Restoring electronics is a much greener solution than
further contributing to the global e-waste problem. The amount of world-wide
electronic waste, commonly referred to as e-waste, was expected to reach 49.8
million tons in 2018 with an annual growth of 4-5%. According to the EPA,
e-waste is the fastest growing municipal waste stream in America and accounts
for 70% of the hazardous waste that is deposited into landfills. Only 12.5% of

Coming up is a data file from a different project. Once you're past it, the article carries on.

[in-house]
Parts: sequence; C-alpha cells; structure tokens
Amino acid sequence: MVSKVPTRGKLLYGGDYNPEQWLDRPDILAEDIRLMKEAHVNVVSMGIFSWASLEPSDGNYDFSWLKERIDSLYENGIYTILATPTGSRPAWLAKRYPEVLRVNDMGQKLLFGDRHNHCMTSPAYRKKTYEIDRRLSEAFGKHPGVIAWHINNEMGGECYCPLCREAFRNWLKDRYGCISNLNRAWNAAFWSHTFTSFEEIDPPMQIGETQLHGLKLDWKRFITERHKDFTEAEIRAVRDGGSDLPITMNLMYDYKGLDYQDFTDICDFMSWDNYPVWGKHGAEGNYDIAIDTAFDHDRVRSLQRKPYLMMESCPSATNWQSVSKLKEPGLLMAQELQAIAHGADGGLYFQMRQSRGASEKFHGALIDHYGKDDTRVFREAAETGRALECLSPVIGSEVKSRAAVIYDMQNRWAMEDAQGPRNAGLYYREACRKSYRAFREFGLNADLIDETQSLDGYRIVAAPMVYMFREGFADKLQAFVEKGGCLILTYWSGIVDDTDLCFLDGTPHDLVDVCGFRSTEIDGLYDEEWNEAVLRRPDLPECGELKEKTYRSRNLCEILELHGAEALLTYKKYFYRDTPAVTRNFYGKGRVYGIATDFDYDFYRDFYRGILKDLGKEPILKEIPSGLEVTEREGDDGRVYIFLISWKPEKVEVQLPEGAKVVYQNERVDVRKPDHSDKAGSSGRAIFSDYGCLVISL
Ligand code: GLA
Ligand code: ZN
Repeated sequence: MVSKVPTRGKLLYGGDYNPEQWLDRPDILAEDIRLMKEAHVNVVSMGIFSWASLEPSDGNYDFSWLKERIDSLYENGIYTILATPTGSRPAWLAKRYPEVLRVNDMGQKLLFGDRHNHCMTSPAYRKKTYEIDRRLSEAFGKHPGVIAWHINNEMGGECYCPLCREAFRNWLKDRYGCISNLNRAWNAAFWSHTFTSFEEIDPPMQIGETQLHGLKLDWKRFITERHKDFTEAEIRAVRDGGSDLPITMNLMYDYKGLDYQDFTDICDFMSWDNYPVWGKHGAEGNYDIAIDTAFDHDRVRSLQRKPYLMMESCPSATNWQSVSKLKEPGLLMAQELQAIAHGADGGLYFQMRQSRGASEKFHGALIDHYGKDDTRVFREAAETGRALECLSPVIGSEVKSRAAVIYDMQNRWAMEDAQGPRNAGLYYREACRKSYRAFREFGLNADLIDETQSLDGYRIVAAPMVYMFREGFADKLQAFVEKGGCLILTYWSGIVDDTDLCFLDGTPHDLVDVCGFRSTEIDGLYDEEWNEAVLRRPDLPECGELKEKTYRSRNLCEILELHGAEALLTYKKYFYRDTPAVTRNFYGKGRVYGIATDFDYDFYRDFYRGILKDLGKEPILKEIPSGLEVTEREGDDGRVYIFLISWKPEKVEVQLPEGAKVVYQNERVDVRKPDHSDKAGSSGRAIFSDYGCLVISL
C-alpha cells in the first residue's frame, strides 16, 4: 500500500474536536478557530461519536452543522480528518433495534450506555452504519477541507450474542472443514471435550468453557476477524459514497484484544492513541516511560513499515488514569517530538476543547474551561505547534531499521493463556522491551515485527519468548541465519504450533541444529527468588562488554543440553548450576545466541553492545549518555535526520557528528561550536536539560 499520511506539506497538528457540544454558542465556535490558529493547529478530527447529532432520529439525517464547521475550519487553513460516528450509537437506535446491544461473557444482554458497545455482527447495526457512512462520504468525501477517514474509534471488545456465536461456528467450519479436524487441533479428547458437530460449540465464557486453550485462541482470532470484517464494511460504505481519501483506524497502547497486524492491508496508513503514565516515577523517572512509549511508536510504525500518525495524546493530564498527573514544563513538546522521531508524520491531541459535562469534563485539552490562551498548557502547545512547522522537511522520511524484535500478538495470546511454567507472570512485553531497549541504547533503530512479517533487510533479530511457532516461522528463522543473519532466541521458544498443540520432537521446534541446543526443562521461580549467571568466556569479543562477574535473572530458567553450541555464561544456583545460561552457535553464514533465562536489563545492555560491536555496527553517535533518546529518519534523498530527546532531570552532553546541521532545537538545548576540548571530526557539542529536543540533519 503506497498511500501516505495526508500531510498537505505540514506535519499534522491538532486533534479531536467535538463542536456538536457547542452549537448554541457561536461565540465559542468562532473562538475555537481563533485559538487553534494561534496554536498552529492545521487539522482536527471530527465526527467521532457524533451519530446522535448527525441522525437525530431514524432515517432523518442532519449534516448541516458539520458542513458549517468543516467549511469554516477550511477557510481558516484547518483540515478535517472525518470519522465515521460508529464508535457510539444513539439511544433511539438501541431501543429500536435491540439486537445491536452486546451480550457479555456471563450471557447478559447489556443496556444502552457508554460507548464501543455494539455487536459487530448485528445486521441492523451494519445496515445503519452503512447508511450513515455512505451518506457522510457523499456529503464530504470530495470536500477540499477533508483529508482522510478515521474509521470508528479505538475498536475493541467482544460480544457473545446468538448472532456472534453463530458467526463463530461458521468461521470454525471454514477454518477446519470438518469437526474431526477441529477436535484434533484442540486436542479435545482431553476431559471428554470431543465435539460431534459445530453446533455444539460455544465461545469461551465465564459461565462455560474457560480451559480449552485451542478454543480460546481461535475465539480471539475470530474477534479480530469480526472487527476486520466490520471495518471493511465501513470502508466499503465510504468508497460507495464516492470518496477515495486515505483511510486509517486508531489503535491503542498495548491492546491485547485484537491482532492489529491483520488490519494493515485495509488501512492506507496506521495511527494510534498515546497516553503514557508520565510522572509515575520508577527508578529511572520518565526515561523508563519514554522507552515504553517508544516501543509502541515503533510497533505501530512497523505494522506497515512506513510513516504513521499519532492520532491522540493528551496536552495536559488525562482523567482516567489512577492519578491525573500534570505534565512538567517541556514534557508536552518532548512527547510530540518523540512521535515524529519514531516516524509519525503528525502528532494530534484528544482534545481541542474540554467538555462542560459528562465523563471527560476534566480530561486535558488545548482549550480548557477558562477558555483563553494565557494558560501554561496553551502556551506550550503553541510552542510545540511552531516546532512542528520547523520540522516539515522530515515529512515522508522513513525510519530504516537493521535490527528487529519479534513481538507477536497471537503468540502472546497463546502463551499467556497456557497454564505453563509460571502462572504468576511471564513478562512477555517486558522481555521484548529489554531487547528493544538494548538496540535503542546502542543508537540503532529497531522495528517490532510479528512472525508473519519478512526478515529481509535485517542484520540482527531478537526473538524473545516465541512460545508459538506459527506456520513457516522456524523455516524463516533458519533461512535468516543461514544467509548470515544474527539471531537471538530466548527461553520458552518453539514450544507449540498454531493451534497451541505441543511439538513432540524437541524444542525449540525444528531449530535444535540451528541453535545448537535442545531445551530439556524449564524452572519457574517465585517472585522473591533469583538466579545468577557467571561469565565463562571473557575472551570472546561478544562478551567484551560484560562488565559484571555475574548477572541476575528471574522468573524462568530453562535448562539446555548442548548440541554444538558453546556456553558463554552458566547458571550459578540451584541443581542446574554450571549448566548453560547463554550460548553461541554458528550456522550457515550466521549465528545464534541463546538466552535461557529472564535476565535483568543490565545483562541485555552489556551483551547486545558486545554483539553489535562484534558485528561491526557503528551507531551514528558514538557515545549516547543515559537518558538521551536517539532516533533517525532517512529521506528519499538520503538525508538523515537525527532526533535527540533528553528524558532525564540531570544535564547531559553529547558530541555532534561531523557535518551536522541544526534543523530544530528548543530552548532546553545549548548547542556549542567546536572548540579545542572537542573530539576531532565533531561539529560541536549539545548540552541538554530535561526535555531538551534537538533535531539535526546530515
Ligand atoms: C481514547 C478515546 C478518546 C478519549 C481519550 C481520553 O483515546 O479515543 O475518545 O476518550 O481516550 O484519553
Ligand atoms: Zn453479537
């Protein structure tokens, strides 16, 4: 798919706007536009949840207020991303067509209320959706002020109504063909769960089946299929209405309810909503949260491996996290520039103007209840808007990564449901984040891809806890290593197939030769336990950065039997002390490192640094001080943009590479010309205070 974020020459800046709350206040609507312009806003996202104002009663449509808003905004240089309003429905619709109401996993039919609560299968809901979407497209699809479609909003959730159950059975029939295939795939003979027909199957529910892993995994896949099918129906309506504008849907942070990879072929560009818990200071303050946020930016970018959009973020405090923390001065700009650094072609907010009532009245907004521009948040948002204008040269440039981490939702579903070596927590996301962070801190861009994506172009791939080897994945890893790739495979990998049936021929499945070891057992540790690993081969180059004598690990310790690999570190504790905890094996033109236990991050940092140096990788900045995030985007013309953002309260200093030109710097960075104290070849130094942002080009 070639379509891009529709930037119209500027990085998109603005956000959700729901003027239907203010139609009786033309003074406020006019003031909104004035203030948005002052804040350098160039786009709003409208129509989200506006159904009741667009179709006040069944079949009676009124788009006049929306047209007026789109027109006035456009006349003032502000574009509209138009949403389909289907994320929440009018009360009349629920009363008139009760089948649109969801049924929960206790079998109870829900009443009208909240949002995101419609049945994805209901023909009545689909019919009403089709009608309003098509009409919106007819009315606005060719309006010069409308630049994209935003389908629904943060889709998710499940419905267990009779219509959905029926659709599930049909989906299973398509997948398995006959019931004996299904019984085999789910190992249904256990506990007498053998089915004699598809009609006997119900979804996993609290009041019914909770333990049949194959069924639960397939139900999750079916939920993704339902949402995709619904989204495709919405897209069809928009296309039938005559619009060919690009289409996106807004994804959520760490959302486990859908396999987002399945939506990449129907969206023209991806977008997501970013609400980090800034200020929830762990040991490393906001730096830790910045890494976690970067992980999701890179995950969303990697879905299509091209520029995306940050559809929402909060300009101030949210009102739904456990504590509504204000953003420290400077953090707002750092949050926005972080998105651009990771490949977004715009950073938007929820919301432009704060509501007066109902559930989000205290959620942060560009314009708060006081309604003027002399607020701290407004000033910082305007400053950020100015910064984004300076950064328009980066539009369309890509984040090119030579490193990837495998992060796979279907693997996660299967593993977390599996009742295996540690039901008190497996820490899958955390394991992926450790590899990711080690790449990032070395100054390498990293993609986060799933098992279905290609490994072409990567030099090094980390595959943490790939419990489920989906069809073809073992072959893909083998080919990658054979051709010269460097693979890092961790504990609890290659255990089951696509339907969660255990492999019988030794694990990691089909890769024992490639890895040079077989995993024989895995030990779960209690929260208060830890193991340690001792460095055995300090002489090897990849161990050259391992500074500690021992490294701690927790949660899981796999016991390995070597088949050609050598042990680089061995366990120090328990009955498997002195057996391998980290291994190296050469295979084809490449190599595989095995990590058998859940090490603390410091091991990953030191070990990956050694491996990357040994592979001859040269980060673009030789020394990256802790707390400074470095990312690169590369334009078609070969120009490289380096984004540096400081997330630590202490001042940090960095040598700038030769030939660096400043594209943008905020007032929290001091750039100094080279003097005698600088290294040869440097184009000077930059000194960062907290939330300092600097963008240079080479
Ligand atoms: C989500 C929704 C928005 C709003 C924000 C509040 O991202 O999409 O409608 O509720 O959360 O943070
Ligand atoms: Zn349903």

e-waste is actually recycled. E-waste
that is sent to landfills and incinerators is mostly burned releasing harmful
toxins into the air we breathe.
- The most common hazardous electronic items include LCD desktop monitors, LCD televisions, Plasma Televisions, TVs and computers with Cathode Ray Tubes.
- E-waste contains hundreds of substances, of which many are toxic. This includes mercury, lead, arsenic, cadmium, selenium, chromium, and flame retardants